Style and Technique
Raymond Carver’s fiction, especially his earlier stories, has been described as minimalist because of its remarkable flatness of tone, unadorned language, spare plot lines, and characters bereft of identity and affect. This was the story with which Carver first entered American popular magazines, and it launched his career as a major literary figure. In keeping with this minimalist style, “Neighbors” follows an ordinary couple whose lives have little pleasure, little drama, little distinction, through three days behind doors not just closed but locked. When the story ends, neither they nor the reader can say exactly what transpired, if anything. These are protagonists who live unexamined lives on deadend streets.
One recurring image is that of the mirror. Invading some new corner of the Stones’ private realm, Bill frequently turns to a mirror as if he is uncertain who he is. Perhaps he is looking for an outward sign of the life transformation he seeks. Has the shadow of discontent that darkens his every moment been lightened? Perhaps he just wants to be sure he still exists. This dependence on a reflection to be assured of the status of his own being is a powerful metaphor for his inner emptiness and lack of sense of self. In contrast, Arlene is not seen looking into a mirror. Bill is her mirror. She responds to and repeats the changes in him. The Millers misunderstand the nature of their quest so badly that even when they symbolically appropriate others’ lives, they expect that their transformations into more alive, more exciting, human beings will show up in the mirror.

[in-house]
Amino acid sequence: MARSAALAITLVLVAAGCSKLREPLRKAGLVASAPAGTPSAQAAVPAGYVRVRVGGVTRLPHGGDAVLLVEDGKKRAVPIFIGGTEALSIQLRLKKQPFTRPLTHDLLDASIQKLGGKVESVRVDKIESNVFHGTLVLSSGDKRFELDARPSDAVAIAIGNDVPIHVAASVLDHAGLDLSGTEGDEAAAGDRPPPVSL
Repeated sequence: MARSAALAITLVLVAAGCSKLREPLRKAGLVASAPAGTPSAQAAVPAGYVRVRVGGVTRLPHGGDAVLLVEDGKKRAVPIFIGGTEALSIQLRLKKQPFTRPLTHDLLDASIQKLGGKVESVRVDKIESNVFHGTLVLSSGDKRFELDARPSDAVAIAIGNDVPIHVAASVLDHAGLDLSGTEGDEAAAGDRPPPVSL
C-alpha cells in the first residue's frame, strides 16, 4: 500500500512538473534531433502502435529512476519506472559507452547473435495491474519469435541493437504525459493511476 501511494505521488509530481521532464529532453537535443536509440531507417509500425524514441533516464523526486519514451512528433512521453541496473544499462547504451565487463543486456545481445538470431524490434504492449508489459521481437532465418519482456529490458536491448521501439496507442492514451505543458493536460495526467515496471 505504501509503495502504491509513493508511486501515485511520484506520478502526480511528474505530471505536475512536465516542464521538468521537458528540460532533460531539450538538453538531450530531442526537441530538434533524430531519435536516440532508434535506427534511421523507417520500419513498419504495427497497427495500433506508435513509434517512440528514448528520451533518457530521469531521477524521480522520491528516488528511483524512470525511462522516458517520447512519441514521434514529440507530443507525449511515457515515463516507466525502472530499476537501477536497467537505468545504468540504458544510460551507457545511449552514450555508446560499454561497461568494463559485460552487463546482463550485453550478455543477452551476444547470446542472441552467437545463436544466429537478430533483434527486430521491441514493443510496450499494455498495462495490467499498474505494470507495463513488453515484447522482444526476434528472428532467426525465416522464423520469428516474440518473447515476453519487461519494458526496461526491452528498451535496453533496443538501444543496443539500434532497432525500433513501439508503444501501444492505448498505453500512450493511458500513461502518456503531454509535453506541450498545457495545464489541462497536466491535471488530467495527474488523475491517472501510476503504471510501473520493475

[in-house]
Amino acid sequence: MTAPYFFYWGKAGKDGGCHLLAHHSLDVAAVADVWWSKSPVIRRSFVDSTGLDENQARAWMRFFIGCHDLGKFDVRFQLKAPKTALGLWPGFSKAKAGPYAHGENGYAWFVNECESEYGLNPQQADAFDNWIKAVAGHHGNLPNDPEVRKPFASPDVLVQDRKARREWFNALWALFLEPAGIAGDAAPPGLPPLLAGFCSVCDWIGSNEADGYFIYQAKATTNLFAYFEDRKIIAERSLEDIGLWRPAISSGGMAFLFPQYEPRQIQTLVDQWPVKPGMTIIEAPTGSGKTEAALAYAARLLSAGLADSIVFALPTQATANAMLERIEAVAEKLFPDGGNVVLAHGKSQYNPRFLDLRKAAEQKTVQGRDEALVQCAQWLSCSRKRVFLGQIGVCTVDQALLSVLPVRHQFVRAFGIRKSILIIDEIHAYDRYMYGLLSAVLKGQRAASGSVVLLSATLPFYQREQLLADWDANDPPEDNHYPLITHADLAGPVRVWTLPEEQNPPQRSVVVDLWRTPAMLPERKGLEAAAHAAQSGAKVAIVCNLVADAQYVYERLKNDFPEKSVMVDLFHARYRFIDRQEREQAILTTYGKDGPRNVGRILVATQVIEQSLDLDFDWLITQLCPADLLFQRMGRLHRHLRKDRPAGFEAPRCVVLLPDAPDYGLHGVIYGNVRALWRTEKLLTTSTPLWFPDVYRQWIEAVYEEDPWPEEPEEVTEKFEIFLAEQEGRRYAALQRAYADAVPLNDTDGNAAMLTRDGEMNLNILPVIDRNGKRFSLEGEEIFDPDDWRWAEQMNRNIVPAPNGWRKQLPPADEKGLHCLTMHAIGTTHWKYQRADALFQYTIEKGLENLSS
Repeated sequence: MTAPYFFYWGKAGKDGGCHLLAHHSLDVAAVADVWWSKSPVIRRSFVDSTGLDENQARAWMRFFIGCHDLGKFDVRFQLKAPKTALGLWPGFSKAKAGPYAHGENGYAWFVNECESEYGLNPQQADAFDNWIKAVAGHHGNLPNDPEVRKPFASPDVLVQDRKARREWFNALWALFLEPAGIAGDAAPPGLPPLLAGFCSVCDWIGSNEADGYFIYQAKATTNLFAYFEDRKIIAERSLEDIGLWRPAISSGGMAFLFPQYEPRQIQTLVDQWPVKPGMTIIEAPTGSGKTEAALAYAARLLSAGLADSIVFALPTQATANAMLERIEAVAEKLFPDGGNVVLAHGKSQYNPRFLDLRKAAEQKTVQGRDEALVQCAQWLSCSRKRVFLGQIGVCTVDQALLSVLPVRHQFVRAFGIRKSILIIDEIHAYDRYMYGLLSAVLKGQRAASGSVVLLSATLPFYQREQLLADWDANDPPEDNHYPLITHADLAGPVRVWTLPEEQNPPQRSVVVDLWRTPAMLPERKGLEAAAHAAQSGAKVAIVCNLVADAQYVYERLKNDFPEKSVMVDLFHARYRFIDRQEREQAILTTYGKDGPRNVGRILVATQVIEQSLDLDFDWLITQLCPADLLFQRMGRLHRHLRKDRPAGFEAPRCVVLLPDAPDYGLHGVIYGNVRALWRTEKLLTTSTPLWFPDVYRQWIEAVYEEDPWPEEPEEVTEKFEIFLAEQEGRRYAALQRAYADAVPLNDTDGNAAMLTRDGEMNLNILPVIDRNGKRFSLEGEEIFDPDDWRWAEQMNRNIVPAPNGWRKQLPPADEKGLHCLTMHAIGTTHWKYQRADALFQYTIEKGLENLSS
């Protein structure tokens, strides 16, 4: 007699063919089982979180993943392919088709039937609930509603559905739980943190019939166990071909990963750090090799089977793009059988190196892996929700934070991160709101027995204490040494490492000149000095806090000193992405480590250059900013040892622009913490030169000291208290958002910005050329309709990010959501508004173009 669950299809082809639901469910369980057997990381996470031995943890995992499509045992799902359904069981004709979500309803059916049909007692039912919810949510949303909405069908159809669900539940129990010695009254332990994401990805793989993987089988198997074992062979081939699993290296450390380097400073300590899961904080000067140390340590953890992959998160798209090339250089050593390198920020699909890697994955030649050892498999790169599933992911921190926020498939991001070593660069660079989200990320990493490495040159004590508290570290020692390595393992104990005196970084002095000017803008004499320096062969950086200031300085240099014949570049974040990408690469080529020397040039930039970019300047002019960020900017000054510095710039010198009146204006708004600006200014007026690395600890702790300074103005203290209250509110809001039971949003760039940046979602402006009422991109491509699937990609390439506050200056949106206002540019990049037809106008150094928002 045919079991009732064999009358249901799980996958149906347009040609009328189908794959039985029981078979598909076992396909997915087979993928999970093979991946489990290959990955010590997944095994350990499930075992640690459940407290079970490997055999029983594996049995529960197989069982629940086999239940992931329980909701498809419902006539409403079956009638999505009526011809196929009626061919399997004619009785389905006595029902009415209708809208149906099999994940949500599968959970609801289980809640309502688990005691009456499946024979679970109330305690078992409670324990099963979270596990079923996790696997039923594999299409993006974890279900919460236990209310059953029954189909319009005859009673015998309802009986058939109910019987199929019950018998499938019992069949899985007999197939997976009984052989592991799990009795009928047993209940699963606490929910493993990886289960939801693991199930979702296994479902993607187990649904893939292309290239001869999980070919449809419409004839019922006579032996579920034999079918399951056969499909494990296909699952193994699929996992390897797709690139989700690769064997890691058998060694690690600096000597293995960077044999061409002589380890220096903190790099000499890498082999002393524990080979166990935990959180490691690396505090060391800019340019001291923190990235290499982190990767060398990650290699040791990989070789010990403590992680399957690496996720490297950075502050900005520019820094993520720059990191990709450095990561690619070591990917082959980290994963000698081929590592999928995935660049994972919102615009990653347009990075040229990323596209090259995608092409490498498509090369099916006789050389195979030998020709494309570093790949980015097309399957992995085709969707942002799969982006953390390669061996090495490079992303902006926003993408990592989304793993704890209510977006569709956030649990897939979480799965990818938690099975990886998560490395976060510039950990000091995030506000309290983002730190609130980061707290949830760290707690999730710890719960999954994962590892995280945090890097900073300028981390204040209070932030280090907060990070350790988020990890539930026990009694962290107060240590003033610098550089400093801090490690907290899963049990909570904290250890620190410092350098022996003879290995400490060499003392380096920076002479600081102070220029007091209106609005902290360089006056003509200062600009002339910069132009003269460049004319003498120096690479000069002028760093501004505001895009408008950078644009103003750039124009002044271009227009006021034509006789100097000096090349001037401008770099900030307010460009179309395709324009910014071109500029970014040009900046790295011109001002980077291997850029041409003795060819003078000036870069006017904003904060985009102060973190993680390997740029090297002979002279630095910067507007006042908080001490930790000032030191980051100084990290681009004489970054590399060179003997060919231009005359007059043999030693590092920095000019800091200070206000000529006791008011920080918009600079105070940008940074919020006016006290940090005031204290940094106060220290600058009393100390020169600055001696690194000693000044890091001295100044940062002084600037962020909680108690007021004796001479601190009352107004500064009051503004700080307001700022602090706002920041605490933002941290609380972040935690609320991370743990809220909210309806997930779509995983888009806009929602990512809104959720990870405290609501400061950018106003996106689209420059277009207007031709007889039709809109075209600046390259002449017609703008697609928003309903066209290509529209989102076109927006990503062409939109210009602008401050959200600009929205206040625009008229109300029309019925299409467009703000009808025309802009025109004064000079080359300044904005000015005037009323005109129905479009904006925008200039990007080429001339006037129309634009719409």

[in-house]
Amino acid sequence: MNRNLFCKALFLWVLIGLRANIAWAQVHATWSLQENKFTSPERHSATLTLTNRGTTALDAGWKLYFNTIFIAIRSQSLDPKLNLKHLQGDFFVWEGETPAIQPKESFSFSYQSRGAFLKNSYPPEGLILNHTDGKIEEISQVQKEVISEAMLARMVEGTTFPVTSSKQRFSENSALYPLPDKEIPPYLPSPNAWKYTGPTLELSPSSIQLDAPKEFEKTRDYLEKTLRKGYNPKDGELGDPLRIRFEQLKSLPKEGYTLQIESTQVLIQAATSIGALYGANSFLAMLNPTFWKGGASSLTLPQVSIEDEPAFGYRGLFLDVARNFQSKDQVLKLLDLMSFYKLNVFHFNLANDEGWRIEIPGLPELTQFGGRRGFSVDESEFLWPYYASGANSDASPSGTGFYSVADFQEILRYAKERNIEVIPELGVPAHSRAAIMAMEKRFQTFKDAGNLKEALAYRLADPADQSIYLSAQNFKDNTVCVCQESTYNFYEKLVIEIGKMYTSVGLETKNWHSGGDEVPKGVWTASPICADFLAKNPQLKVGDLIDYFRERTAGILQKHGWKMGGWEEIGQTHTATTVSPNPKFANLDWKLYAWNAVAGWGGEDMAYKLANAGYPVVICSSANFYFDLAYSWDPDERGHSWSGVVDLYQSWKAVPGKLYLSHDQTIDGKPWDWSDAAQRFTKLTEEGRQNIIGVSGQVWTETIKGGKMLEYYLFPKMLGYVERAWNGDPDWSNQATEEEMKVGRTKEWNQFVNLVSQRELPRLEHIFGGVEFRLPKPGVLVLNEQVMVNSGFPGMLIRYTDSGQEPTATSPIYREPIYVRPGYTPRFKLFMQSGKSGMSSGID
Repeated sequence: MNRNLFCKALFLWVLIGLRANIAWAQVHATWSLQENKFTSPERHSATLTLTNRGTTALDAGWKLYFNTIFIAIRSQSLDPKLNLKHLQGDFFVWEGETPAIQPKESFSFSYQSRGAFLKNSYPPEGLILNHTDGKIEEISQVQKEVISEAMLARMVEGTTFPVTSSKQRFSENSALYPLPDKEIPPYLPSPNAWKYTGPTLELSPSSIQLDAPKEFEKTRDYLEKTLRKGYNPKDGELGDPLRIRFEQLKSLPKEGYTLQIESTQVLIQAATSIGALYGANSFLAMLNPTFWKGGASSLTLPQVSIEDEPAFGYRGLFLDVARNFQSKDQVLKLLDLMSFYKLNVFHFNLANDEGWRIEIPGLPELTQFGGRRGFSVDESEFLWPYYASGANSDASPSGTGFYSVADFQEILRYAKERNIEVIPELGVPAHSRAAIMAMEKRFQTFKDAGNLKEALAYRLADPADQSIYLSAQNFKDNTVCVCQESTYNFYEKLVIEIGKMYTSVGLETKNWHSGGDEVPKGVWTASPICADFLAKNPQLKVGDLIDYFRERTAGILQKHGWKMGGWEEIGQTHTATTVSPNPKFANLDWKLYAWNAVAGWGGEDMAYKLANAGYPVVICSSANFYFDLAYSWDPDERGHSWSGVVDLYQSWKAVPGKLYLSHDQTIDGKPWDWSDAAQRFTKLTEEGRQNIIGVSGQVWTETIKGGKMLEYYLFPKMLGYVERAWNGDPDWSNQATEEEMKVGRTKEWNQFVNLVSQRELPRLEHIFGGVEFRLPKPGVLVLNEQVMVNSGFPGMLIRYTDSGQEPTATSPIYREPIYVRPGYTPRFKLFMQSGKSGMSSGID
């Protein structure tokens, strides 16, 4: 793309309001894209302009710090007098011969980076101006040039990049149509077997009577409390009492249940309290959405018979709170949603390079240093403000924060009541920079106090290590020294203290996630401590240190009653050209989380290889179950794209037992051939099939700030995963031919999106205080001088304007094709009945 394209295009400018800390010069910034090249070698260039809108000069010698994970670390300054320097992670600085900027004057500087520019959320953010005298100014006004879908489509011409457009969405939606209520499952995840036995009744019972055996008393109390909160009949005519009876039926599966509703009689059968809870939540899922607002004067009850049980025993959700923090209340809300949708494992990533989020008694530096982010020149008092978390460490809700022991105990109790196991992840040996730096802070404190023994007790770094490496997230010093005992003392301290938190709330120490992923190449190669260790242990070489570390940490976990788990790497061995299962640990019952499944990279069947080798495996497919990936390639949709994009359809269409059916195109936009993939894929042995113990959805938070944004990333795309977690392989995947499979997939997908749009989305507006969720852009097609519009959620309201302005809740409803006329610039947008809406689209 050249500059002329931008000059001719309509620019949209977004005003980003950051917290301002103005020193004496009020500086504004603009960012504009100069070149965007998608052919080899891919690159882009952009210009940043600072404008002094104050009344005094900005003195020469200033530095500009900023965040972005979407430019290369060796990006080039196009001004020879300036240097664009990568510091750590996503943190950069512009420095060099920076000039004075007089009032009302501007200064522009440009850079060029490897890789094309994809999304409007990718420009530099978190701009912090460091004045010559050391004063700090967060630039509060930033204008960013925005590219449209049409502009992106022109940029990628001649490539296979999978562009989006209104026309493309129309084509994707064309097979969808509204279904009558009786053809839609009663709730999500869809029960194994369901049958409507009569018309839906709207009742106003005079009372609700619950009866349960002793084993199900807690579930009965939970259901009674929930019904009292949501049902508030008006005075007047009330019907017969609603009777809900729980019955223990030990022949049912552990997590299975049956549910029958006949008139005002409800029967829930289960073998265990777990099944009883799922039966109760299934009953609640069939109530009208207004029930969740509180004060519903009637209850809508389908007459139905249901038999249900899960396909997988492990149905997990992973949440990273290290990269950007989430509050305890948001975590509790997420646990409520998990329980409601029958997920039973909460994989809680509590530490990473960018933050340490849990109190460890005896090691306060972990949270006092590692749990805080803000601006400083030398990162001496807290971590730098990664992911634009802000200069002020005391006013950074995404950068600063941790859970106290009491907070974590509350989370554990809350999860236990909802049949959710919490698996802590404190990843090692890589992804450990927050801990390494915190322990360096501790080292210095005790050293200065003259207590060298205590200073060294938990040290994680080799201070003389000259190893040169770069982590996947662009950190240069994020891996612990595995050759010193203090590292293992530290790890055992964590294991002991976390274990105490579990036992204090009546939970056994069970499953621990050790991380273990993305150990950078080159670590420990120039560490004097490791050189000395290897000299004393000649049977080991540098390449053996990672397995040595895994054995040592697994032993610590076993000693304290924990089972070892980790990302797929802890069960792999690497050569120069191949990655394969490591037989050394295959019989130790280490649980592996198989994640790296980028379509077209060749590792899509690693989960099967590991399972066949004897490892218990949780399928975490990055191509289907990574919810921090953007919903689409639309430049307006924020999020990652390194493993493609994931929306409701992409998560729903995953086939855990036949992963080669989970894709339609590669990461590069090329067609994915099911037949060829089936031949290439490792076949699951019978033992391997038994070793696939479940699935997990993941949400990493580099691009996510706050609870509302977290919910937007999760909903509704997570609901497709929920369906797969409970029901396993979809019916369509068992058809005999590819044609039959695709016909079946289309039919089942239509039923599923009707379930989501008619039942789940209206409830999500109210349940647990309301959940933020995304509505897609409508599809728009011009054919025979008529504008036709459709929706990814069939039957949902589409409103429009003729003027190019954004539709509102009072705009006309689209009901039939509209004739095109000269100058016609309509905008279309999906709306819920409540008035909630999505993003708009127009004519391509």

Some critics have found Carver’s flat prose, arid landscape, muddled and unhappy characters, and enigmatic endings nihilistic, vapid, or pointlessly bizarre. Others argue that such unhappy and empty people, unable to even articulate their own pains much less fix their own lives, are powerful evocations of the modern experience of living lives without significance.